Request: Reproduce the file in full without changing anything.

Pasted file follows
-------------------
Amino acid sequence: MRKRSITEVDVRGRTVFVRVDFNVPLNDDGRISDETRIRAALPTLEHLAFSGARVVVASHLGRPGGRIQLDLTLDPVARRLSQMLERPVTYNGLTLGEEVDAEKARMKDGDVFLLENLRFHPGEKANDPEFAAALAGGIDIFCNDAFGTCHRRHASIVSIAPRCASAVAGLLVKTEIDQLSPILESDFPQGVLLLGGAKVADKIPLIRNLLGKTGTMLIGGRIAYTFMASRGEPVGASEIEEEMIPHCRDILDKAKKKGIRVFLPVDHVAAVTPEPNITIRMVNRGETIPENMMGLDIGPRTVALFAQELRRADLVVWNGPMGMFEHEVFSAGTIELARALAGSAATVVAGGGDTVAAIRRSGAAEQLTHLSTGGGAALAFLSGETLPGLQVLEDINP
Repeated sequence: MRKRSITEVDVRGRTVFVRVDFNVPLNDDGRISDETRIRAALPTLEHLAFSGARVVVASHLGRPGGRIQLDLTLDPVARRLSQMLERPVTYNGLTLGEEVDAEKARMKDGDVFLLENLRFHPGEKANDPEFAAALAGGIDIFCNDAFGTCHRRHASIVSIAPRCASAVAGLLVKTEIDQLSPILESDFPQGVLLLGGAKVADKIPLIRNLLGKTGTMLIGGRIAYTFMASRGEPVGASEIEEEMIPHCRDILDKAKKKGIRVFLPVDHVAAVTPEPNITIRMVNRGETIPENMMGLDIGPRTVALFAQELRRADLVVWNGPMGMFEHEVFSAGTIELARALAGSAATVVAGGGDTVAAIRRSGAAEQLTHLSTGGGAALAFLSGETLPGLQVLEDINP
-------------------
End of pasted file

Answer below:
Amino acid sequence: MRKRSITEVDVRGRTVFVRVDFNVPLNDDGRISDETRIRAALPTLEHLAFSGARVVVASHLGRPGGRIQLDLTLDPVARRLSQMLERPVTYNGLTLGEEVDAEKARMKDGDVFLLENLRFHPGEKANDPEFAAALAGGIDIFCNDAFGTCHRRHASIVSIAPRCASAVAGLLVKTEIDQLSPILESDFPQGVLLLGGAKVADKIPLIRNLLGKTGTMLIGGRIAYTFMASRGEPVGASEIEEEMIPHCRDILDKAKKKGIRVFLPVDHVAAVTPEPNITIRMVNRGETIPENMMGLDIGPRTVALFAQELRRADLVVWNGPMGMFEHEVFSAGTIELARALAGSAATVVAGGGDTVAAIRRSGAAEQLTHLSTGGGAALAFLSGETLPGLQVLEDINP
Repeated sequence: MRKRSITEVDVRGRTVFVRVDFNVPLNDDGRISDETRIRAALPTLEHLAFSGARVVVASHLGRPGGRIQLDLTLDPVARRLSQMLERPVTYNGLTLGEEVDAEKARMKDGDVFLLENLRFHPGEKANDPEFAAALAGGIDIFCNDAFGTCHRRHASIVSIAPRCASAVAGLLVKTEIDQLSPILESDFPQGVLLLGGAKVADKIPLIRNLLGKTGTMLIGGRIAYTFMASRGEPVGASEIEEEMIPHCRDILDKAKKKGIRVFLPVDHVAAVTPEPNITIRMVNRGETIPENMMGLDIGPRTVALFAQELRRADLVVWNGPMGMFEHEVFSAGTIELARALAGSAATVVAGGGDTVAAIRRSGAAEQLTHLSTGGGAALAFLSGETLPGLQVLEDINP